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Lessons from the ENRD

What has worked well at EU level

Key aspects of the ENRD structure that have worked well include:

  • The development of a more flexible and responsive management structure and support team, increasingly willing to listen, learn, adapt, modify and grow with the network. Over time (as the network has matured), the ENRD has been empowered by the management team to create more opportunities for open exchange and debate amongst ENRD members and targeted stakeholders. It is now understood and increasingly acknowledged that outcomes from ENRD activities do not necessarily need to reflect the views of the Commission, but can simply be the many and varied voices of the network.
  • The broad grouping of EU rural development stakeholder interests within the ENRD Coordination Committee promoting a dynamic, multi-faceted policy dialogue that has gradually intensified to cover many aspects of rural development policy, as well as a broader range of stakeholder interests.
  • The network structure has provided access to DG AGRI and other officials (at national and regional level) to:
    1. engage them in a more interactive policy dialogue;
    2. exchange implementation experiences, and;
    3. use this information and insight to gradually introduce improvements in the rural development policy implementation framework at EU, Member State and regional level.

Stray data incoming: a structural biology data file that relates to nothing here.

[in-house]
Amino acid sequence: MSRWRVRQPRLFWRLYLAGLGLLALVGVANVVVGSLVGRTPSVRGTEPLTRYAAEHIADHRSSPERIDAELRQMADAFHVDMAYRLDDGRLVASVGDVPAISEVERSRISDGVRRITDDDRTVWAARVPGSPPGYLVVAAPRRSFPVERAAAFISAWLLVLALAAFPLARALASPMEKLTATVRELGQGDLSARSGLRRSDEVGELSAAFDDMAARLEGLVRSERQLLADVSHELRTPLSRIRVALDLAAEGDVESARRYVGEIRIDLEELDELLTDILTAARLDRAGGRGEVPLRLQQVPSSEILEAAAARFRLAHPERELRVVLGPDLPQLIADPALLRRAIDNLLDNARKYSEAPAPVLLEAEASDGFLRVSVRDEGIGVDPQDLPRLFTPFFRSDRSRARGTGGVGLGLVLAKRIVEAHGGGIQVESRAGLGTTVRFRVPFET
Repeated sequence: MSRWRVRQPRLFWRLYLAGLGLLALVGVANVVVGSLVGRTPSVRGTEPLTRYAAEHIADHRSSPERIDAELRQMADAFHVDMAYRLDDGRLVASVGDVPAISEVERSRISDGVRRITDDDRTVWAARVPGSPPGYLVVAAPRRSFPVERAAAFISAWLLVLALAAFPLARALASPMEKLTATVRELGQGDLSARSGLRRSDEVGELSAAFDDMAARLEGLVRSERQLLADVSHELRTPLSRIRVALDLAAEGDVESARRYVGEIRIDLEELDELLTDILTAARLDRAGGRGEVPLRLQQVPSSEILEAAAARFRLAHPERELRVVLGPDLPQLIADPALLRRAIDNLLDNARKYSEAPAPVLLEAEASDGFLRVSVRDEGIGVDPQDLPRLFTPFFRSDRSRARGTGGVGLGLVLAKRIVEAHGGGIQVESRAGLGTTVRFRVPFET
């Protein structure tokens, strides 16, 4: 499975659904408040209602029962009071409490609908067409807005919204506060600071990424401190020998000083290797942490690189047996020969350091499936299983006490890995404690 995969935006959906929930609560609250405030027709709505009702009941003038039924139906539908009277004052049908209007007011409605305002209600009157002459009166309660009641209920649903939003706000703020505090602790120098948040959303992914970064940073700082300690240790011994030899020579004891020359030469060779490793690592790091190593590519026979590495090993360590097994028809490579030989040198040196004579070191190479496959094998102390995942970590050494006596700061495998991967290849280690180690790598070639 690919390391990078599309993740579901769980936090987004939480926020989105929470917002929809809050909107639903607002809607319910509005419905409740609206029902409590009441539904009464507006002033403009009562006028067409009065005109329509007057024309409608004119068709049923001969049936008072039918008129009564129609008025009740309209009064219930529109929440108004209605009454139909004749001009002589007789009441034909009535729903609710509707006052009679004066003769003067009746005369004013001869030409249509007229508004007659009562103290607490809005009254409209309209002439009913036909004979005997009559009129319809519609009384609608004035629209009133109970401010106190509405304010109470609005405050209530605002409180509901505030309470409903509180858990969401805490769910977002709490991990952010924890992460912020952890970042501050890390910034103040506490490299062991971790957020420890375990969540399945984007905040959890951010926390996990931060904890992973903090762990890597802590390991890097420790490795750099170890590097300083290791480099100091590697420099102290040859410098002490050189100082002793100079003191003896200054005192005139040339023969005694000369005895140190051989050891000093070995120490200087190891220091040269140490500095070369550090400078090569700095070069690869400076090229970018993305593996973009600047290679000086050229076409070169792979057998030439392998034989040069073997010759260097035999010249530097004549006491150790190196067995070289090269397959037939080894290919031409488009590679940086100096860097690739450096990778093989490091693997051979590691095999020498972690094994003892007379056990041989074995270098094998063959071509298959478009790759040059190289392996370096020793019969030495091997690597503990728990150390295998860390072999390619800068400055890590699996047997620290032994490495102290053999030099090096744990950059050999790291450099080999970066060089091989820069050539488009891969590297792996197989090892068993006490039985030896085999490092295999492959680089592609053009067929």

• Outsourcing of the majority of network support unit services has allowed the gradual development of an active partnership between DG AGRI and the contractor, promoting innovation, encouraging the development of new products and services and critically, providing a framework within which to broaden and deepen communication and exchange on rural development policy.

Key aspects of the ENRD activities that have worked well include:

  • Gradual expansion and adaptation of the range and diversity of ENRD products and services in response to network feedback (with many available in six languages), providing more opportunities for engagement and information exchange with a wider range of rural development stakeholders.
  • Experimentation with a variety of mechanisms to engage network stakeholders in policy dialogue and support policy analysis activities (including case studies, working groups and focus groups), which have often provided unique and practical insights into specific policy implementation issues. Outcomes from these initiatives have, on occasion, had a direct influence on the effectiveness and efficiency of EU rural policy design and refinement (namely for LEADER and some aspects of implementation mechanisms, rules and procedures). Evidence-based findings have also provided important insights to guide the design of future rural development programmes.
  • Collection, collation and dissemination of a critical mass of relevant project examples, providing a growing repository of practical information to guide, inspire and demonstrate EAFRD funding in action.

Last update: 06/01/2014 | Top